Value added tax. That's nothing new - at least to the majority of people roaming Earth. As a matter of fact, EY's VAT guide for 2017 shows there are 120 countries worldwide that impose this levy, or 62 per cent of the 195 recognised nations. But on that same list, six countries have three asterisks beside them, denoting 'expected, not confirmed' rates.
Of course, those countries are the ones in the GCC. And we're quite sure you know what's going to happen come January 1, 2018.
For us living and working in the UAE, this is unchartered territory; we've enjoyed tax-free services and salaries for as long as we can remember, and the implementation of VAT is something most of us would fret upon.
For businesses, it's the start of an entirely new era. A good number still have no idea how it's going to pan out, which is the reason some may be scrambling at this moment. One doesn't need to look further: India's recent rollout of its Goods and Services Tax - another form of VAT - created a bit of a brouhaha, remember?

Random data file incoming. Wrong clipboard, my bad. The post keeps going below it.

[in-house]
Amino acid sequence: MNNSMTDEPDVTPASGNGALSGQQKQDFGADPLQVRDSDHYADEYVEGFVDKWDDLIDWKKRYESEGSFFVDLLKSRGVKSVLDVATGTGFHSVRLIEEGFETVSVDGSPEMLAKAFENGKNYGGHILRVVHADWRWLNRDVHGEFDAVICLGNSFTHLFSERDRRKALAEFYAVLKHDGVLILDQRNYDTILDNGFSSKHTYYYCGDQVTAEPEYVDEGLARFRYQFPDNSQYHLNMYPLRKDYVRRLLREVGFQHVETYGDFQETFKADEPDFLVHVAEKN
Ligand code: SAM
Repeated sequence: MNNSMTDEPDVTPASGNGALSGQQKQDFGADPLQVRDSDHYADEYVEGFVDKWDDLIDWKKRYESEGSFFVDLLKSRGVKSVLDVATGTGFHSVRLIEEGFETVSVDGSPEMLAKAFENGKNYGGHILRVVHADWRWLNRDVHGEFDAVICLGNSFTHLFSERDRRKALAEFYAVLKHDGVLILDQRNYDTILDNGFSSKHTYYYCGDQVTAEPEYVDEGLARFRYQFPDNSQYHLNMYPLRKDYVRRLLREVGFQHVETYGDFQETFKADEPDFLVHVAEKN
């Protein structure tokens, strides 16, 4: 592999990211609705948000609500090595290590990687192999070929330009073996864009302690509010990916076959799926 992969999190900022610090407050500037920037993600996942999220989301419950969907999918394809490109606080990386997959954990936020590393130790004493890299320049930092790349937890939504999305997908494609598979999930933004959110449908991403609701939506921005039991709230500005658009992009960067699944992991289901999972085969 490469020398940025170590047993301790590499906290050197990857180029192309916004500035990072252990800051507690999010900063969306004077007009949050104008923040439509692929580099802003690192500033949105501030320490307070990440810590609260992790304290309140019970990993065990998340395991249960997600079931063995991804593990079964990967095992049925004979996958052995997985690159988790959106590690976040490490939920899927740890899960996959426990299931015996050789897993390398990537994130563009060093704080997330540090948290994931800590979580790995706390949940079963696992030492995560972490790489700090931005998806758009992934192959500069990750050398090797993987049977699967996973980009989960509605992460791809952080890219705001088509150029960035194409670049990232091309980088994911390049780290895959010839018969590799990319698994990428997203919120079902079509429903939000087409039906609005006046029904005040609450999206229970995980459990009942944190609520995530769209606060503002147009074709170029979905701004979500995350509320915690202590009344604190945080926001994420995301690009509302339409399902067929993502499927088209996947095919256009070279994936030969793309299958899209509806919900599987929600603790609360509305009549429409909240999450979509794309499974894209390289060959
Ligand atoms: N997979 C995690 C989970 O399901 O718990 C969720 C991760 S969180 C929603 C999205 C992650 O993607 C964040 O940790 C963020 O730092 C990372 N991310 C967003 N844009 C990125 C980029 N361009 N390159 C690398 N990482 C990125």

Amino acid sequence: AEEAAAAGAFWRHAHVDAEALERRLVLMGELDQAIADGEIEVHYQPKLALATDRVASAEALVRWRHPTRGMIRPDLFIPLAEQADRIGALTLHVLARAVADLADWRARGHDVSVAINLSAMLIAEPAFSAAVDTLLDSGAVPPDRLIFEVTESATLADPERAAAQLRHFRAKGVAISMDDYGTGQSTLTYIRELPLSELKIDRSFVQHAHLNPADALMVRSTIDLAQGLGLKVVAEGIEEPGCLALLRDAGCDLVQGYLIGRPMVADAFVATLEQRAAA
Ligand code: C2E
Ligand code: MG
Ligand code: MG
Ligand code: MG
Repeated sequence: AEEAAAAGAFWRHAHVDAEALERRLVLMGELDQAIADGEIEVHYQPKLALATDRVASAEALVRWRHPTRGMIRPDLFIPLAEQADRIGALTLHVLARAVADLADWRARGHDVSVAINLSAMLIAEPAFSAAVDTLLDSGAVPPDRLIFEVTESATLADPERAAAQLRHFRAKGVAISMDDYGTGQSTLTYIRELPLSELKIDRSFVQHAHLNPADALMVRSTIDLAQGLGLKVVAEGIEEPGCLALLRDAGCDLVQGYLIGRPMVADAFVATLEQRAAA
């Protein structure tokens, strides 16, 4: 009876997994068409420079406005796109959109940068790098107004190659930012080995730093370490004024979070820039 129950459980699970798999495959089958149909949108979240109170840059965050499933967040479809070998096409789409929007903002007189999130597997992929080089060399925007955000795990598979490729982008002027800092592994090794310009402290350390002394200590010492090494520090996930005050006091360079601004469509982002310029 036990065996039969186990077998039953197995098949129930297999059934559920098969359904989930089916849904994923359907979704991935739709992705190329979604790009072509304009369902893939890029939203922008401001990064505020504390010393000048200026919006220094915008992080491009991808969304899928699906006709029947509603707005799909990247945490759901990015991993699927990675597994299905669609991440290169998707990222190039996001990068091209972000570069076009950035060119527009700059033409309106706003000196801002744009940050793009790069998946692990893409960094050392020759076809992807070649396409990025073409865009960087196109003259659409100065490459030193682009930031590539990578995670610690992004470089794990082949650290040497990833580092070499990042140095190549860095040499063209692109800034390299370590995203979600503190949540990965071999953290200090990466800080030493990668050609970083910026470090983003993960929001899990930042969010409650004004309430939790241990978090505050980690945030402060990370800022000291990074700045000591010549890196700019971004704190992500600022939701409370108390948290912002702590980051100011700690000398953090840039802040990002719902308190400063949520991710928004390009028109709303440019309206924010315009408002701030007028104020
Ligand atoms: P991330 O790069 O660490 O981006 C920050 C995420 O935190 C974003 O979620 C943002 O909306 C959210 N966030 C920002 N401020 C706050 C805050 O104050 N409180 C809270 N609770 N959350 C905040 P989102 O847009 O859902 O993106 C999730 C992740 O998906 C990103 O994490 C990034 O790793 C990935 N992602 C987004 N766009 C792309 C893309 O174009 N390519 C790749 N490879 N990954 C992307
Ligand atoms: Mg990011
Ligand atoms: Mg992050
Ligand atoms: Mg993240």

But there's always a solution to everything. And we're lucky enough to be in an age where there's a very viable aid in going through this: technology.
VAT has been in existence since the 1950s, and Germany and France were the first countries to implement it. They were able to successfully execute it with pens, papers and typewriters; why can't we do so with all our advanced stuff today?
How it affects compliance
VAT currently exists in different variations, being implemented and reported in a whole lot of ways. This means, according to PricewaterhouseCoopers, that the administrative compliance burden varies hugely between countries.
Ergo, it can be time-consuming and costly for firms to comply with local requirements in the countries in which they operate.
Electronic reporting systems are increasingly being used and favoured by tax authorities, including real-time reporting systems. Electronic platforms are also advised for financial data gathering.
"The advent of technological developments such as blockchain may allow tax authorities in the future to meet objectives that go beyond revenue raising," PwC VAT leader Frederic Wersand says. "This is due to the ability to deliver real-time, reliable information to a wide group of people."